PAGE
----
Music. Without intention, we ended up with two theme songs for our trip. They became our favorites and he loved working the ipod and playing DJ. It made for great sing alongs, and he brought his drum sticks so he could tap out the beat.

Ipad. I downloaded kid appropriate movies ahead of time for the hours that were destined for inactivity. (After Kansas he never picked up).

I absolutely love my son, but he has taught me a valuable lesson: when boredom strikes and he’s unhappy, everyone is unhappy. Most of the time he is perfectly happy engaging me in conversation or reading to me. My goal for the trip was not to turn the car around in a few days and call it quits. I knew it was a real possibility if he hated the extensive car ride ahead of us. I personally have little tolerance for whining so this trip could go very good or very bad.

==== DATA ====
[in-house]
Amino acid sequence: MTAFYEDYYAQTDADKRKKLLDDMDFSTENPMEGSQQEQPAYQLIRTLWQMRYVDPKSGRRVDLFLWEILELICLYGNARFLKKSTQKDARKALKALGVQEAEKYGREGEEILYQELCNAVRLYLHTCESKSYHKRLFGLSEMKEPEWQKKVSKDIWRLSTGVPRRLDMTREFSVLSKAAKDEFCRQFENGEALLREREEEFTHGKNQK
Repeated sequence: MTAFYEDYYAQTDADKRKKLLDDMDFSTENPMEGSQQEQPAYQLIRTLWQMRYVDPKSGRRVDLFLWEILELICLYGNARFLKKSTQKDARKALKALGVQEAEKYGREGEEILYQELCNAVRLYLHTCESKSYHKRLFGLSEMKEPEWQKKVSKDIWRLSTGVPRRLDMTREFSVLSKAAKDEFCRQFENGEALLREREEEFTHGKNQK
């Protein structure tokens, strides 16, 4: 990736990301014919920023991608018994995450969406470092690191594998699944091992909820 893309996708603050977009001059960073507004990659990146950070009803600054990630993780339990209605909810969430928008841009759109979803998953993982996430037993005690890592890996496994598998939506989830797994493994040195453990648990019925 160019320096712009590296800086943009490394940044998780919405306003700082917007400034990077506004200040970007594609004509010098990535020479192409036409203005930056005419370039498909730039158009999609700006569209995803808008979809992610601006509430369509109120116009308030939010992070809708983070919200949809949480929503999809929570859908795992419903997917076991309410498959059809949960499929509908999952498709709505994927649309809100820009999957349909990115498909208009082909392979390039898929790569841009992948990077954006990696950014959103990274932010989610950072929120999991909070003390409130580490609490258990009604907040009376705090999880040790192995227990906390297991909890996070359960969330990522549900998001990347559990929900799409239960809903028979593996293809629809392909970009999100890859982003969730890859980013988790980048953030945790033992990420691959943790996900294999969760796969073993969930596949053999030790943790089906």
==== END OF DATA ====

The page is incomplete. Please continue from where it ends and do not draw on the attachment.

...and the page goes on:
Volcanos and Moonshine

We headed to Banos, Ecuador from Devil’s Cauldron (about 40 km away). It’s near the active Tungurahua and a gateway to the nearby Amazon Basin. On the way there we 17352380_10210366736337885_4052340927093209023_ndrove by a village that was covered by an eruption about a year and a half ago. We saw the scarred remains of a home.

Once in Banos, we had lunch at a small bed and breakfast and spent the next few hours walking around the city. There were lots of tourist shops offering tours to the Amazon and volcano.